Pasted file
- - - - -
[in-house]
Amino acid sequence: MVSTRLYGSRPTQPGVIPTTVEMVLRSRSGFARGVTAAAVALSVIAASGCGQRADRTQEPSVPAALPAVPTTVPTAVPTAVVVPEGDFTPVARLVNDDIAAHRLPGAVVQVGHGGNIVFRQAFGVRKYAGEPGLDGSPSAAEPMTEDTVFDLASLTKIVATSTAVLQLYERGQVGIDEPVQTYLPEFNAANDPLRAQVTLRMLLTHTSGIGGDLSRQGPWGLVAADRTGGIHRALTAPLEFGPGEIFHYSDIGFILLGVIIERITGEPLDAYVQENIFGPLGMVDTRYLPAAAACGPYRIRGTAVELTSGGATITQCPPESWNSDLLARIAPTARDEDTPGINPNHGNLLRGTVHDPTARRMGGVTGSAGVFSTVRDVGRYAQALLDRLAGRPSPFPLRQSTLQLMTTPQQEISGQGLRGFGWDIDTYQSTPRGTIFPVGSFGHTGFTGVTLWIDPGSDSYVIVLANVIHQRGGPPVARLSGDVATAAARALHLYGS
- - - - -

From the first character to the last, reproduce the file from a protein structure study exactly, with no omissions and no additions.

[in-house]
Amino acid sequence: MVSTRLYGSRPTQPGVIPTTVEMVLRSRSGFARGVTAAAVALSVIAASGCGQRADRTQEPSVPAALPAVPTTVPTAVPTAVVVPEGDFTPVARLVNDDIAAHRLPGAVVQVGHGGNIVFRQAFGVRKYAGEPGLDGSPSAAEPMTEDTVFDLASLTKIVATSTAVLQLYERGQVGIDEPVQTYLPEFNAANDPLRAQVTLRMLLTHTSGIGGDLSRQGPWGLVAADRTGGIHRALTAPLEFGPGEIFHYSDIGFILLGVIIERITGEPLDAYVQENIFGPLGMVDTRYLPAAAACGPYRIRGTAVELTSGGATITQCPPESWNSDLLARIAPTARDEDTPGINPNHGNLLRGTVHDPTARRMGGVTGSAGVFSTVRDVGRYAQALLDRLAGRPSPFPLRQSTLQLMTTPQQEISGQGLRGFGWDIDTYQSTPRGTIFPVGSFGHTGFTGVTLWIDPGSDSYVIVLANVIHQRGGPPVARLSGDVATAAARALHLYGS